Subscribe to our Newsletter

click to dowload our latest edition


Sefardim do Rosh Hashanah with eastern flair



If you thought that the Rosh Hashanah experience was universal and uniform, think again. While many Ashkenazi Jews may be used to eating a few traditional New Year foods, Sefardim partake in an uplifting and colourful yom tov experience that goes well beyond apples dipped in honey.

The rich customs of the Sefardic Rosh Hashanah experience that precede the main meal are in fact more important than the meal itself.

While Ashkenazim associate the term Seder with Pesach, Sefardim traditionally conduct a Rosh Hashanah seder service that adds another dimension to the New Year experience. Whether it’s the head of a sheep or green beans, there’s a spectrum of novelty foods spread across a Sefardic table.

According to tradition, the wide array of symbolic foods presents a number of themes aimed at either the elimination of negativity or the aspiration for blessing. Called the simanim (symbols), they form what many today refer to as a Sefardic Rosh Hashanah seder.

The tradition dates back to the times of the Talmud when the sage Abayeh advised his disciples to celebrate Rosh Hashanah by enjoying seasonal foods and dishes that represented prosperity for the coming year.

Among the foods named are pumpkins, rubia (a vegetable similar to green beans), leeks, beets, and dates. Later, commentators enhanced Abayeh’s instructions, stating that the consumption of these foods should be accompanied by wishes and blessings for the year ahead.

The tradition of eating these symbolic foods on Rosh Hashanah dates back over 2 000 years, and while some Ashkenazim have maintained some of the practice, it remains especially prevalent among Sefardic Jews from Mediterranean and Middle Eastern countries. Over the centuries, the tradition has evolved, and in addition to the five foods listed in the Talmud, Rosh Hashanah seder tables might feature carrots, fish, or the head of a sheep.

Communities in different parts of the Jewish diaspora added and removed foods based on what was available or meaningful to them, depending on region and context. In every instance, however, it appears that each of the simanim was chosen due to its potential for inventive word play, its physical structure, or its sweet flavour. Each item is engaged with in depth, relishing the opportunity to uplift the chag by enhancing its various facets of blessing.

For instance, numerous pomegranate seeds represent innumerable good deeds, whereas dates represent the end of hatred because their Hebrew name, tamar, is related to the Hebrew word for “end”.

Another common sight is a leek, known in Aramaic as karti. Before the leek is eaten, seder participants say ‘She-yikartu oyvenu’ (May our enemies be cut off). The word yikartu (cut off), sounds like karti, hence the custom. The same holds true for the beets, known as silka in Aramaic. The blessing recited over these is ‘She-yisalku oyvenu’ (that our enemies disappear). Because yisalku sounds like silka, beets became the appropriate choice.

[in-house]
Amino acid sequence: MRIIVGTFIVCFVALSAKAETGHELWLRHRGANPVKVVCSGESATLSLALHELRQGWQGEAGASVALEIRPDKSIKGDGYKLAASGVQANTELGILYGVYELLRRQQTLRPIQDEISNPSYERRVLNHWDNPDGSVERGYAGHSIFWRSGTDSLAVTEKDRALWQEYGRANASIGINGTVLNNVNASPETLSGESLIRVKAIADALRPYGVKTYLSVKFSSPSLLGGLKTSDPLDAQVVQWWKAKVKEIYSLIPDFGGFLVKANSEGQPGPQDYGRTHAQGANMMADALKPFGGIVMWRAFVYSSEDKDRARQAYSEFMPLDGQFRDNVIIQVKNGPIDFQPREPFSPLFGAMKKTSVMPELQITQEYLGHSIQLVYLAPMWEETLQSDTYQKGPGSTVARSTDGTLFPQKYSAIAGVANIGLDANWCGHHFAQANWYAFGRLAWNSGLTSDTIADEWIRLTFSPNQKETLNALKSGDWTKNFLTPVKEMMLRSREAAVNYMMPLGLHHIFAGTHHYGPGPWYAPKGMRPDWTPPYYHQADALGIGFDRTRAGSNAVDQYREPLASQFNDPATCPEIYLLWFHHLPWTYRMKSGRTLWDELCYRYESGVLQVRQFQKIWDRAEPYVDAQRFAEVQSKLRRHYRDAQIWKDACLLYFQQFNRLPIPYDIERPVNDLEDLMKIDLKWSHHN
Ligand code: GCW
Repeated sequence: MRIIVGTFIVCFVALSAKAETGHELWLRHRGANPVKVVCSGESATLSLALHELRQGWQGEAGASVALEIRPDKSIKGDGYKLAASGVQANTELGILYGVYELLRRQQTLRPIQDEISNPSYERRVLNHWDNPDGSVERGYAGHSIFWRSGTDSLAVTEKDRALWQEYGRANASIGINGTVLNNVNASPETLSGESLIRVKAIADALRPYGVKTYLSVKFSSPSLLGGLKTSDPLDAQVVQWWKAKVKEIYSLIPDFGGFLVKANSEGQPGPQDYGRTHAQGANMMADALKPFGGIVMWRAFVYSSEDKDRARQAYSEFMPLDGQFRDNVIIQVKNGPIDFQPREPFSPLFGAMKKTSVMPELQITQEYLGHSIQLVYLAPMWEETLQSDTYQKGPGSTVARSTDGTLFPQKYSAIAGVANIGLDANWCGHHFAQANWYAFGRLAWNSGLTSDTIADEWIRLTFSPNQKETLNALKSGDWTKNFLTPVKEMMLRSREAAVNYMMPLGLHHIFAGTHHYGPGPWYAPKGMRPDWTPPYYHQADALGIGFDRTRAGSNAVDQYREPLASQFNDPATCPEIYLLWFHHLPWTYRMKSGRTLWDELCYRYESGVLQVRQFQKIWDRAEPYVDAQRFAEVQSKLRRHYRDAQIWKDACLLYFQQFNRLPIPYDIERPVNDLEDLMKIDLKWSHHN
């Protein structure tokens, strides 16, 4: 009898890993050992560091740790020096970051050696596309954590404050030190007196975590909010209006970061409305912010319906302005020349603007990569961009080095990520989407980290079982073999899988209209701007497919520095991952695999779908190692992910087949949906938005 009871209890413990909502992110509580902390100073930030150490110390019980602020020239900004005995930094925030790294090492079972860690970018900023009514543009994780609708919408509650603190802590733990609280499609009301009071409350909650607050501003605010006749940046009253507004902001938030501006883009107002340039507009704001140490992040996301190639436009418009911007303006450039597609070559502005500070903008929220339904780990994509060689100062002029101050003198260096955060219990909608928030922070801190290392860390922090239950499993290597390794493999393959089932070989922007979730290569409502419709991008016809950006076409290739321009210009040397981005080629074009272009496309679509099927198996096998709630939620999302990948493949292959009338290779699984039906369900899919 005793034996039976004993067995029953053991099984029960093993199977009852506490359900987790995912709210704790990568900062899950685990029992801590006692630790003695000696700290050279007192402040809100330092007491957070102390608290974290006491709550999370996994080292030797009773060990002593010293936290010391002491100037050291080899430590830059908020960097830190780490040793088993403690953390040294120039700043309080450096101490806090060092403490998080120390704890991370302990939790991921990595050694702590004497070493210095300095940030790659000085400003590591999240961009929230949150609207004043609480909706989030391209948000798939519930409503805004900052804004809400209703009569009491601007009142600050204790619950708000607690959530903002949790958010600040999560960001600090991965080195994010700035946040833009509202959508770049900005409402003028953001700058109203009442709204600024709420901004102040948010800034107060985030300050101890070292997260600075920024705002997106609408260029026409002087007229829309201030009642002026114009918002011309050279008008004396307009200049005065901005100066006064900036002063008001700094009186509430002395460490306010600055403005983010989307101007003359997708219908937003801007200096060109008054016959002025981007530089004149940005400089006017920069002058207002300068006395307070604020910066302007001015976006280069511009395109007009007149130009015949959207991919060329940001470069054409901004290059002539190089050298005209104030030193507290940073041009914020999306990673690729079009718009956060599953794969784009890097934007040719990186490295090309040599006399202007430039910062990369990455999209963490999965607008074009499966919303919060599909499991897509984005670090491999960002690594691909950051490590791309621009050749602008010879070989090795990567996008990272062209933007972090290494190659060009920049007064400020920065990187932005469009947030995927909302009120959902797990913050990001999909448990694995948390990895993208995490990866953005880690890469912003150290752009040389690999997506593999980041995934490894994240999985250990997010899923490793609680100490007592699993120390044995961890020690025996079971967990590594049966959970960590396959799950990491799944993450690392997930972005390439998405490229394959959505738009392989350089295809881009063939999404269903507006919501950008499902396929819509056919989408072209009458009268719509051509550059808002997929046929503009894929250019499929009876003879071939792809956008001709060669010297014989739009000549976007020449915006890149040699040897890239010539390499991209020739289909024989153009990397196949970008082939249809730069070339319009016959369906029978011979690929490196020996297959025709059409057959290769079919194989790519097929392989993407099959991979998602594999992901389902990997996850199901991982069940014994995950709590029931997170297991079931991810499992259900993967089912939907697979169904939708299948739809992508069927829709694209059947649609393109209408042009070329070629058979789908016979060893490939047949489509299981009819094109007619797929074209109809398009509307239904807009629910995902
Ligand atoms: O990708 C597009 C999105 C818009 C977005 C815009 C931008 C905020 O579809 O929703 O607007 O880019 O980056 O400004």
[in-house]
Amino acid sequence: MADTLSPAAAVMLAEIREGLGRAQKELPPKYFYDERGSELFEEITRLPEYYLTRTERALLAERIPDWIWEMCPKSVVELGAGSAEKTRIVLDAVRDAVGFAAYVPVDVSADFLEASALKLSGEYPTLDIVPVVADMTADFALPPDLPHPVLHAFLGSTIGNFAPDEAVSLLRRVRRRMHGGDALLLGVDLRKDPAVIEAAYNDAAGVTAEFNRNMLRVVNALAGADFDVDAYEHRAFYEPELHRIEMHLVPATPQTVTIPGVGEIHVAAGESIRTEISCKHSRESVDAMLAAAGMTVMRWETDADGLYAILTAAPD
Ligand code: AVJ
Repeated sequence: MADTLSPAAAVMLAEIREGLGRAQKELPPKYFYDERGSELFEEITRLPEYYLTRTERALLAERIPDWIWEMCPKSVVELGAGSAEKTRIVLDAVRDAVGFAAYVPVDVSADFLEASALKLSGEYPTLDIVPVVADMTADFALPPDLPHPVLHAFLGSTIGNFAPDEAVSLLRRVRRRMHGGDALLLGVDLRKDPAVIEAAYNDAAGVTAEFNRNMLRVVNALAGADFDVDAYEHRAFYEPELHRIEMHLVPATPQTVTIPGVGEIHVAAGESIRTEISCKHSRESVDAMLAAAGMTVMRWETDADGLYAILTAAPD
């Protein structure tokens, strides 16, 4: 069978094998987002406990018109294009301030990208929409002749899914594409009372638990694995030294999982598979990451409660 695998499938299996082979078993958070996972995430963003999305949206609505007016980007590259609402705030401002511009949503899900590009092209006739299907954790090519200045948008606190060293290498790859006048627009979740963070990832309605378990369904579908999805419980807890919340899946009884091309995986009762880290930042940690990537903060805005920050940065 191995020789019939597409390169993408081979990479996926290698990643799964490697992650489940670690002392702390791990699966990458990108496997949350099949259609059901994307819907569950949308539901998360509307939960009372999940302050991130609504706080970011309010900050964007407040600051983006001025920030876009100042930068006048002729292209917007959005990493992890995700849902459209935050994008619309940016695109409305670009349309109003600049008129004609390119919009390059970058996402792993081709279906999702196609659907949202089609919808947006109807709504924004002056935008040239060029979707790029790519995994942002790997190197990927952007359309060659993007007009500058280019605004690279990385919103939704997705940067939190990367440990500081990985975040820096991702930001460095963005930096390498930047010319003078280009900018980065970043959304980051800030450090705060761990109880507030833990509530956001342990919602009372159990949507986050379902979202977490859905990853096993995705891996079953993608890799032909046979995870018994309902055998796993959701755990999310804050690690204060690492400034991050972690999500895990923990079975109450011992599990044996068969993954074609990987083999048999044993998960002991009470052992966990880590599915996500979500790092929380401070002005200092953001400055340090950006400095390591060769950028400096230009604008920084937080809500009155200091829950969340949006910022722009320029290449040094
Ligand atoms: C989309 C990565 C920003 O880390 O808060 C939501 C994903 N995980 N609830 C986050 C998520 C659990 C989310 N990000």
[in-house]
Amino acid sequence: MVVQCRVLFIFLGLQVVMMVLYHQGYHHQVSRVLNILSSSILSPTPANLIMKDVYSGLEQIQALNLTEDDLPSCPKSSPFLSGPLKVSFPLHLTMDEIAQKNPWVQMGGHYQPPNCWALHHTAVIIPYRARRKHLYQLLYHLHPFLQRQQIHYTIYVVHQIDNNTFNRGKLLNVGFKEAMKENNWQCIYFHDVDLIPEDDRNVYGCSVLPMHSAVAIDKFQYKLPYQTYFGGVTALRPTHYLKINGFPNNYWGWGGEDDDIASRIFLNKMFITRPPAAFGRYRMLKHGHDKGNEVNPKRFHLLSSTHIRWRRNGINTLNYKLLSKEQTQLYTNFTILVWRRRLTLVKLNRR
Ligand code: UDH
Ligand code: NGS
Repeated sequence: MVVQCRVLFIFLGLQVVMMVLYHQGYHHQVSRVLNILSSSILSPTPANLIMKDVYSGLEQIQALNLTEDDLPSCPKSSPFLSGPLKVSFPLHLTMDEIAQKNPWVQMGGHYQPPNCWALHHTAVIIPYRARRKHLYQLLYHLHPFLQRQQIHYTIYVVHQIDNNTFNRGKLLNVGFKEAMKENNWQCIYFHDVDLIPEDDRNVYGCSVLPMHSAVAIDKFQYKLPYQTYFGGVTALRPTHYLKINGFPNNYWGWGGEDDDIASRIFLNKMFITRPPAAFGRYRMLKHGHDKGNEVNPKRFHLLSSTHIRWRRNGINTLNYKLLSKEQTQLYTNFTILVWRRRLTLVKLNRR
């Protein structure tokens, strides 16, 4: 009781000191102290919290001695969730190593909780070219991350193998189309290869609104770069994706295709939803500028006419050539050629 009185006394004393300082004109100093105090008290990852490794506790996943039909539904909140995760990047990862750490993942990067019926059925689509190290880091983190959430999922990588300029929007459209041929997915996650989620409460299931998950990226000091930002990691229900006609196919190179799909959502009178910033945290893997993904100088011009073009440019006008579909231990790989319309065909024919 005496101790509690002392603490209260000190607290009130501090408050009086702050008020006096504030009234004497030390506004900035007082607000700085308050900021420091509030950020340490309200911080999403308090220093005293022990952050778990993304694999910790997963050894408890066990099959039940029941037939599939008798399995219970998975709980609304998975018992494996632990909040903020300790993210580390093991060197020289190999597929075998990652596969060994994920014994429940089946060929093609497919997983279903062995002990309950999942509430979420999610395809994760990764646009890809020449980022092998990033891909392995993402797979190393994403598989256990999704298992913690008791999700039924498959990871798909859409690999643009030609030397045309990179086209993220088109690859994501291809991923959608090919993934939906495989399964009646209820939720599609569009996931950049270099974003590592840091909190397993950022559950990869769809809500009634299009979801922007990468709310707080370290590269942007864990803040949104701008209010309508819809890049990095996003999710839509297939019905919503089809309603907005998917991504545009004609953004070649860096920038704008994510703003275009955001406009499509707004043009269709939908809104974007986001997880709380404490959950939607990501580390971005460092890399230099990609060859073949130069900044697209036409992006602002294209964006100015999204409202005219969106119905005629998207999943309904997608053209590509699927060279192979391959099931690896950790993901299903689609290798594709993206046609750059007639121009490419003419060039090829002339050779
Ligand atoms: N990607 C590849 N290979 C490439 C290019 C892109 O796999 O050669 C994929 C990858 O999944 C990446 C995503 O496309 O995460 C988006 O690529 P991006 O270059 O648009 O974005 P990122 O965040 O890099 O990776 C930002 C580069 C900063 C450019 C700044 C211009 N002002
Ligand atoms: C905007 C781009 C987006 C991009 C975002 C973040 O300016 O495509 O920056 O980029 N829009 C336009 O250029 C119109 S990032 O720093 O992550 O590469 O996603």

Pumpkin is another commonly used siman, and its Aramaic name is rather familiar to most, but in another context. Known as kra, the word also means ‘tear up’ in Hebrew, found often in the yom tov davening in relation to harsh decrees. Pumpkin is thus a fitting expression which reaffirms the request that Hashem deal mercifully with us in the year ahead.

Collectively, these simanim reflect a desire to begin a year without some of life’s biggest personal challenges, including conflict, trials, and evil. Moving beyond such negativity, however, more positive symbols arrive at the table, articulating requests for goodness in the months to come.

Many Jews serve fish, representing abundance and fertility in relation to both good deeds and personal life. Additional customs include string beans, containing multiple small beans which also represent numerous mitzvot. Unnerving though it may sound, there are some who eat the meat of a sheep’s head, asking Hashem that we enter the New Year as leaders, not followers, in our everyday lives.

For those who find the thought of a sheep’s head adorning the table a bit much, relief can be found in substituting it for the head of a fish or something even more creative. In fact, it is not uncommon to see fish head-shaped marshmallows, fish crackers, or even a head of lettuce replacing the traditional animal’s head, the symbolism meaning more than the item itself.

While many incorporate the foods into the evening’s menu, this is not necessarily essential. Some have a tradition to use the various items to decorate their dinner tables. Others may eat them before the meal begins, and certain families use the foods creatively in serving their various courses.

A Moroccan tradition, for example, involves eating an abundance of sesame seeds mixed with sugar, and another custom sees the apples and honey prepared together in advance as a jam to serve with the meal.

Regardless of how they choose to present them, Sefardim perpetuate a rich heritage which, despite appearing odd to some, represents the multiple layers of significance which surround the auspicious holiday.

So, whether you’re game for a sheep’s head or would rather opt for Haribo gummy fish, there’s a way for everyone to tap into this unique set of customs over Rosh Hashanah.

Continue Reading
Click to comment

Leave a Reply

Your email address will not be published.